The Abbot spent the following months seeking support from his allies in the Old Swiss Confederation to punish St. Gallen and Appenzell. Initially he had little success. While the four allied cantons (Zürich, Lucerne, Schwyz and Glarus) generally supported the Abbot, the remainder of the Confederacy did not. However, the creation of the Waldkircher Bund appeared threatening to the Confederation and moved it to support the Abbot. On 24 January 1490, the Confederacy allowed the four cantons to attack the city and Appenzell. Facing forces from the Confederation, the Waldkircher Bund dissolved as each group prepared to defend themselves. The Swiss army besieged St. Gallen on 11 or 12 February and on 15 February the city surrendered. The peace treaty dissolved the Bund, restored the abbot's lands, allowed him to rebuild Mariaburg Abbey but required him to remain in St. Gallen. Mariaberg Monastery was rebuilt starting in 1497 and completed 1518. But it only served the monastery of St. Gallen as an administrative center and later became a school.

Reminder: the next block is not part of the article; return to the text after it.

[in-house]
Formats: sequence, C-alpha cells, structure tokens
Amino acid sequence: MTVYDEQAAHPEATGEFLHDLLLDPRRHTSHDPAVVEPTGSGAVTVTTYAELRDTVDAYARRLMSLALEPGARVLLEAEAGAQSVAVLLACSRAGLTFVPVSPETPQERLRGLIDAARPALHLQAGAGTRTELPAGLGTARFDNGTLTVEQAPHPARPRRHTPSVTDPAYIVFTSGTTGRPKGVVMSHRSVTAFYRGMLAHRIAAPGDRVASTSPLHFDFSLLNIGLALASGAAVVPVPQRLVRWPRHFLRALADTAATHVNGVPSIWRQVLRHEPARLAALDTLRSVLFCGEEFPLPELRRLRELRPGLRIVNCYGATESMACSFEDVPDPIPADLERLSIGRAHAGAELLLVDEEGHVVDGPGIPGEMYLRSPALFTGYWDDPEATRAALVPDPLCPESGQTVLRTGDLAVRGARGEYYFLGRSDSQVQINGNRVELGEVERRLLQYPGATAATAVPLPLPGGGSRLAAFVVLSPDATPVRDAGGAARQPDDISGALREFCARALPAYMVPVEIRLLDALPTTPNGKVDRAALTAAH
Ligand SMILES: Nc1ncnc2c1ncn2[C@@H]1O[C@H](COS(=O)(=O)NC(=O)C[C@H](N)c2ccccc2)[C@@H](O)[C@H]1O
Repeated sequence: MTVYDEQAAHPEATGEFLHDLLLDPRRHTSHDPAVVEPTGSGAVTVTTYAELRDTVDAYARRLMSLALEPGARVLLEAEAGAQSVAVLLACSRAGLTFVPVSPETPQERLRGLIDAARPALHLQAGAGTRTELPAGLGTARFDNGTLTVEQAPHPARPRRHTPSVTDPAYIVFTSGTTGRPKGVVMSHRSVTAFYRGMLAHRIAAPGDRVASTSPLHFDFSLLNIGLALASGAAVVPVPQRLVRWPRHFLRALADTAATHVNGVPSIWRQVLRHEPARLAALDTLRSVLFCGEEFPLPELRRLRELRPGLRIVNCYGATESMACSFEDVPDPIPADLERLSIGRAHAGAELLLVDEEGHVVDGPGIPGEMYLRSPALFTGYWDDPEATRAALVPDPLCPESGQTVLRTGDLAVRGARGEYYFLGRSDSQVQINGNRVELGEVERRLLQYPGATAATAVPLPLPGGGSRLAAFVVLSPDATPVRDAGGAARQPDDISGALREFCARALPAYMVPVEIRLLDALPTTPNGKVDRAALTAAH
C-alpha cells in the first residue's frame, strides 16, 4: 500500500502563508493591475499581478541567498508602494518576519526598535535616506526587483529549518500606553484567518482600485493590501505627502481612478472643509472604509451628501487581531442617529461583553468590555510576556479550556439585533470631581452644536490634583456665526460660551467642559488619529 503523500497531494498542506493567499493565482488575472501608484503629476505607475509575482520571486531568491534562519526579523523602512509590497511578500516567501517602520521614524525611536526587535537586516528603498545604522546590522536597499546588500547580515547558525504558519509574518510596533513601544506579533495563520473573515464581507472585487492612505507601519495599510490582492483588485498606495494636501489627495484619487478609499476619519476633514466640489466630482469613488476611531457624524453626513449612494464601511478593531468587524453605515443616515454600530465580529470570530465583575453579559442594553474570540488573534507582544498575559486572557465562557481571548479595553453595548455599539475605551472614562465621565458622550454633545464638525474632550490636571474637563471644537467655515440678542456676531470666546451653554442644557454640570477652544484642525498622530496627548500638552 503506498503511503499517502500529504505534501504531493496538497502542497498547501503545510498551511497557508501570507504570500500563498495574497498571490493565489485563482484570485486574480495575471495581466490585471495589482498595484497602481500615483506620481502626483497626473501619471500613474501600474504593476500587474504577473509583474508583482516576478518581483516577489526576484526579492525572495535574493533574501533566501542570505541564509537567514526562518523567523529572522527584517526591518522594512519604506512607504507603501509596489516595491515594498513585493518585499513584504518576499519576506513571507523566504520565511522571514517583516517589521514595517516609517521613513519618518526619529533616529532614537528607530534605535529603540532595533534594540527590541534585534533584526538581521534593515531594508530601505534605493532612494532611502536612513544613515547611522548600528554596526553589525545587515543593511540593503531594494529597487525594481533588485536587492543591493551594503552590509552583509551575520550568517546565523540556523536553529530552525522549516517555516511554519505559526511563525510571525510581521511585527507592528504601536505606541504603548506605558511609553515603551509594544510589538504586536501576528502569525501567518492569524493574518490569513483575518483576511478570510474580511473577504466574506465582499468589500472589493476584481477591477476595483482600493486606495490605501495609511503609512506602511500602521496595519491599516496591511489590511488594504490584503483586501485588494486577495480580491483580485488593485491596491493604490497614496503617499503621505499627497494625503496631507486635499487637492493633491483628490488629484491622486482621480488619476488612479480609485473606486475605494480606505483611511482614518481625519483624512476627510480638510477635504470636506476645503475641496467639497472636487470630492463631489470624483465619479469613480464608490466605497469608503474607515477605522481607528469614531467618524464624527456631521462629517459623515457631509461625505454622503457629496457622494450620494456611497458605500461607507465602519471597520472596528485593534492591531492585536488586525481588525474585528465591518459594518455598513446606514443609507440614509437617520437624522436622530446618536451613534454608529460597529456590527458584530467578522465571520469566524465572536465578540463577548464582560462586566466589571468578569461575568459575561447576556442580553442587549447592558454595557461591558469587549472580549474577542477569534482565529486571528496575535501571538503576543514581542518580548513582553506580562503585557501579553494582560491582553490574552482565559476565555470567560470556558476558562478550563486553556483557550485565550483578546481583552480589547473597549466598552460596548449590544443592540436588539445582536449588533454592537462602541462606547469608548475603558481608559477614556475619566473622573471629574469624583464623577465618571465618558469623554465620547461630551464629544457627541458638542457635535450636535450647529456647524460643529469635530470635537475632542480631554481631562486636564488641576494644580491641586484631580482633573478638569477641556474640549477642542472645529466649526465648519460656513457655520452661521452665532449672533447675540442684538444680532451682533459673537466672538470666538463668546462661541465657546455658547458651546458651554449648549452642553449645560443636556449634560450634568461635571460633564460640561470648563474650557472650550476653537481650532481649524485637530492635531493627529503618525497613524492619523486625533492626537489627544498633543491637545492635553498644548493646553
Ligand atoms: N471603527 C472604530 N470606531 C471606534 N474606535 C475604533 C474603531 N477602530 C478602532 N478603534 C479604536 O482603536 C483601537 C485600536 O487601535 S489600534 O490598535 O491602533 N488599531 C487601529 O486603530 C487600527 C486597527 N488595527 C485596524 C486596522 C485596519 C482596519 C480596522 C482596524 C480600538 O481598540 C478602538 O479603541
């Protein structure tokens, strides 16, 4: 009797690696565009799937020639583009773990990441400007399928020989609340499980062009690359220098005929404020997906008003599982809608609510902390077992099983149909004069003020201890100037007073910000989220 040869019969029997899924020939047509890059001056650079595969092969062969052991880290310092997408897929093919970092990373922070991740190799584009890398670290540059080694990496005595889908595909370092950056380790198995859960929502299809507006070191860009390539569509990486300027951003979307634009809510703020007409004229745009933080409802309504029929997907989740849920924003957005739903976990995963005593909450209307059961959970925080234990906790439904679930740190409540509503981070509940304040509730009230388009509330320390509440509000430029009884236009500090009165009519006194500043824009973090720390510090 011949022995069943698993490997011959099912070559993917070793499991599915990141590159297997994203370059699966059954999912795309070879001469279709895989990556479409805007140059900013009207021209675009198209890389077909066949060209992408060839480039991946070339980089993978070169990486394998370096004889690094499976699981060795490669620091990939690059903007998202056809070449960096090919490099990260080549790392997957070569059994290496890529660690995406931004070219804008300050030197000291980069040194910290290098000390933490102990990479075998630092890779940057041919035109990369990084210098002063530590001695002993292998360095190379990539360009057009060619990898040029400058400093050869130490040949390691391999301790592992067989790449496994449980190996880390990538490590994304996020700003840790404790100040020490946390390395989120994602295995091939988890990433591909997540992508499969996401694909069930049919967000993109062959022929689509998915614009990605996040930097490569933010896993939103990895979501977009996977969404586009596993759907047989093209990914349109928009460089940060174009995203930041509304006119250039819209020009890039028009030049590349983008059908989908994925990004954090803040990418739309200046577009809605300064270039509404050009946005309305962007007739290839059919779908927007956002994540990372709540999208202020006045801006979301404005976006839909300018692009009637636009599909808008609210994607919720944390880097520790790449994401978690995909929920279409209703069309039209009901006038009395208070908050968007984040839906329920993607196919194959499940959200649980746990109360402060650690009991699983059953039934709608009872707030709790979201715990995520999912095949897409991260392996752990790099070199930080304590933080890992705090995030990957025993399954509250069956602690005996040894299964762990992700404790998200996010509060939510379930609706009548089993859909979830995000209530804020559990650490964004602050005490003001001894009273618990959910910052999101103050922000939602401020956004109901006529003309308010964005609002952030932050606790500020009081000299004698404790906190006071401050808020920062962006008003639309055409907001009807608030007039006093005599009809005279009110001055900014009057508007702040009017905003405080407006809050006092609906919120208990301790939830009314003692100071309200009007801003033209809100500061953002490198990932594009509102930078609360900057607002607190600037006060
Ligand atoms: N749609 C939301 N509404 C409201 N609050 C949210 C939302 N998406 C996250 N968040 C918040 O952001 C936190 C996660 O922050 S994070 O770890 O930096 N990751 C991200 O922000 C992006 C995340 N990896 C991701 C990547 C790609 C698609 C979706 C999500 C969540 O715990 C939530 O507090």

Rorschach has an area, as of 2006, of 1.8 km2 (0.69 sq mi). Of this area, 7.3% is used for agricultural purposes, while 1.7% is forested. Of the rest of the land, 90.4% is settled (buildings or roads) and the remainder (0.6%) is non-productive (rivers or lakes).
Coat of arms